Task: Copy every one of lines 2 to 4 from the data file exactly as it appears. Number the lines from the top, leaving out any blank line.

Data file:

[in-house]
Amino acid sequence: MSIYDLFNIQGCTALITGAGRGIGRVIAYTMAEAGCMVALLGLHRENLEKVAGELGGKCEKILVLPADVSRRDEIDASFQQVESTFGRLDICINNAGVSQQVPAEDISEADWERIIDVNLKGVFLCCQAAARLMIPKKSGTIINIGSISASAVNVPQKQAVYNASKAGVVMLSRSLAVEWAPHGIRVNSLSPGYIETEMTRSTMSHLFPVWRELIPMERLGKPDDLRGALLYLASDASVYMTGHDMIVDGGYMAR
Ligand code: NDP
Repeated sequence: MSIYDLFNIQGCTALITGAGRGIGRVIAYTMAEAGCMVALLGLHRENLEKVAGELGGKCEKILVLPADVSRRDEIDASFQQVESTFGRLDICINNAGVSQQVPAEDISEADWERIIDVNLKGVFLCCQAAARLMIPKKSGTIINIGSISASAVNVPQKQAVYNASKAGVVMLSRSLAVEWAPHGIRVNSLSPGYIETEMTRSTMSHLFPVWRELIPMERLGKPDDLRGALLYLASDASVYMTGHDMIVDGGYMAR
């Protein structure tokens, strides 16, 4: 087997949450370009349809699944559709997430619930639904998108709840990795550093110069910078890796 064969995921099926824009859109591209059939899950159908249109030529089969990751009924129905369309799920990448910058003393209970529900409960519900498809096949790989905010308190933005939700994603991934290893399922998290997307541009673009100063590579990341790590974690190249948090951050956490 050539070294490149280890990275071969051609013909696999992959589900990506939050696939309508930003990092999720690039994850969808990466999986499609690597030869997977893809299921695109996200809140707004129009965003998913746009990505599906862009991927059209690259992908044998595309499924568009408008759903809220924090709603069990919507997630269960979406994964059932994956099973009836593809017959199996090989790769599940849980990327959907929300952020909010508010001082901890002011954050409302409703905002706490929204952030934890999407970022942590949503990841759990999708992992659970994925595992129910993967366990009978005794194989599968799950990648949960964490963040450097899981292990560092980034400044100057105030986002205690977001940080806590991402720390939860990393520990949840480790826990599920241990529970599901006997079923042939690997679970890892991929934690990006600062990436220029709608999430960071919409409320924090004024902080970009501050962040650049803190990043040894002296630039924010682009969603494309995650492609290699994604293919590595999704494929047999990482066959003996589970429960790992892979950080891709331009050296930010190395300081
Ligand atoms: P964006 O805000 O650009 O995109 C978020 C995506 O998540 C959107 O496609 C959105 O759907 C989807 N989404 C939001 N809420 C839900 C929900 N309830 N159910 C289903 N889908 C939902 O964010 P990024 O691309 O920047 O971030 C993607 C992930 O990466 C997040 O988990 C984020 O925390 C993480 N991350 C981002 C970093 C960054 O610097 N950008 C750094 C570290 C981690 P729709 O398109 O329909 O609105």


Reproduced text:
Amino acid sequence: MSIYDLFNIQGCTALITGAGRGIGRVIAYTMAEAGCMVALLGLHRENLEKVAGELGGKCEKILVLPADVSRRDEIDASFQQVESTFGRLDICINNAGVSQQVPAEDISEADWERIIDVNLKGVFLCCQAAARLMIPKKSGTIINIGSISASAVNVPQKQAVYNASKAGVVMLSRSLAVEWAPHGIRVNSLSPGYIETEMTRSTMSHLFPVWRELIPMERLGKPDDLRGALLYLASDASVYMTGHDMIVDGGYMAR
Ligand code: NDP
Repeated sequence: MSIYDLFNIQGCTALITGAGRGIGRVIAYTMAEAGCMVALLGLHRENLEKVAGELGGKCEKILVLPADVSRRDEIDASFQQVESTFGRLDICINNAGVSQQVPAEDISEADWERIIDVNLKGVFLCCQAAARLMIPKKSGTIINIGSISASAVNVPQKQAVYNASKAGVVMLSRSLAVEWAPHGIRVNSLSPGYIETEMTRSTMSHLFPVWRELIPMERLGKPDDLRGALLYLASDASVYMTGHDMIVDGGYMAR